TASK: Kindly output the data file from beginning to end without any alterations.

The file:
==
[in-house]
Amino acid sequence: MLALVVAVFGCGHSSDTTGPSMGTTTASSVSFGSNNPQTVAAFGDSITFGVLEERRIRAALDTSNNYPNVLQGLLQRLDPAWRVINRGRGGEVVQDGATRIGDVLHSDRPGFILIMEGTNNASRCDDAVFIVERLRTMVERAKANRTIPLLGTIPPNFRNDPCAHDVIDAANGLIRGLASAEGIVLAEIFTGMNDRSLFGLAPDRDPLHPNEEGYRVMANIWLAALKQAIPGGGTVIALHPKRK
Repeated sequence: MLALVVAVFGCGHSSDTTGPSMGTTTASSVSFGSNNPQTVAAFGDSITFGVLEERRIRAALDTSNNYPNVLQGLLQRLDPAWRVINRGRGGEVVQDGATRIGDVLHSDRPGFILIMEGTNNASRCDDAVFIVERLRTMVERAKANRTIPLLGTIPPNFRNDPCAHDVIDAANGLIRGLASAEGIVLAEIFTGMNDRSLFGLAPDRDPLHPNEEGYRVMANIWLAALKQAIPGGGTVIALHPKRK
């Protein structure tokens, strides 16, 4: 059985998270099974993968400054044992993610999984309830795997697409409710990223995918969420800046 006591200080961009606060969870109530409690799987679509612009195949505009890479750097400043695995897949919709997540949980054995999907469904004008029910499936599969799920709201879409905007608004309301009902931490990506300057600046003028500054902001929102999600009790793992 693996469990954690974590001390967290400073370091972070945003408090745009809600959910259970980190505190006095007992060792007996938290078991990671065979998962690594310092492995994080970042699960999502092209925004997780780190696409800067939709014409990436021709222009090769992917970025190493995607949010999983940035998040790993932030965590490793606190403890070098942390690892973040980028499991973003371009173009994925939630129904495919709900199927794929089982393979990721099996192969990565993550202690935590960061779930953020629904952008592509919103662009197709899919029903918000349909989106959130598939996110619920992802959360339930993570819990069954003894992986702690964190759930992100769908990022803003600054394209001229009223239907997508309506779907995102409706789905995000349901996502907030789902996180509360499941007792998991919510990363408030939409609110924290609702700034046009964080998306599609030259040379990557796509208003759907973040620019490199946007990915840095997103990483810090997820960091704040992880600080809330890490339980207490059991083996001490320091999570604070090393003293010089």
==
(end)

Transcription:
[in-house]
Amino acid sequence: MLALVVAVFGCGHSSDTTGPSMGTTTASSVSFGSNNPQTVAAFGDSITFGVLEERRIRAALDTSNNYPNVLQGLLQRLDPAWRVINRGRGGEVVQDGATRIGDVLHSDRPGFILIMEGTNNASRCDDAVFIVERLRTMVERAKANRTIPLLGTIPPNFRNDPCAHDVIDAANGLIRGLASAEGIVLAEIFTGMNDRSLFGLAPDRDPLHPNEEGYRVMANIWLAALKQAIPGGGTVIALHPKRK
Repeated sequence: MLALVVAVFGCGHSSDTTGPSMGTTTASSVSFGSNNPQTVAAFGDSITFGVLEERRIRAALDTSNNYPNVLQGLLQRLDPAWRVINRGRGGEVVQDGATRIGDVLHSDRPGFILIMEGTNNASRCDDAVFIVERLRTMVERAKANRTIPLLGTIPPNFRNDPCAHDVIDAANGLIRGLASAEGIVLAEIFTGMNDRSLFGLAPDRDPLHPNEEGYRVMANIWLAALKQAIPGGGTVIALHPKRK
């Protein structure tokens, strides 16, 4: 059985998270099974993968400054044992993610999984309830795997697409409710990223995918969420800046 006591200080961009606060969870109530409690799987679509612009195949505009890479750097400043695995897949919709997540949980054995999907469904004008029910499936599969799920709201879409905007608004309301009902931490990506300057600046003028500054902001929102999600009790793992 693996469990954690974590001390967290400073370091972070945003408090745009809600959910259970980190505190006095007992060792007996938290078991990671065979998962690594310092492995994080970042699960999502092209925004997780780190696409800067939709014409990436021709222009090769992917970025190493995607949010999983940035998040790993932030965590490793606190403890070098942390690892973040980028499991973003371009173009994925939630129904495919709900199927794929089982393979990721099996192969990565993550202690935590960061779930953020629904952008592509919103662009197709899919029903918000349909989106959130598939996110619920992802959360339930993570819990069954003894992986702690964190759930992100769908990022803003600054394209001229009223239907997508309506779907995102409706789905995000349901996502907030789902996180509360499941007792998991919510990363408030939409609110924290609702700034046009964080998306599609030259040379990557796509208003759907973040620019490199946007990915840095997103990483810090997820960091704040992880600080809330890490339980207490059991083996001490320091999570604070090393003293010089």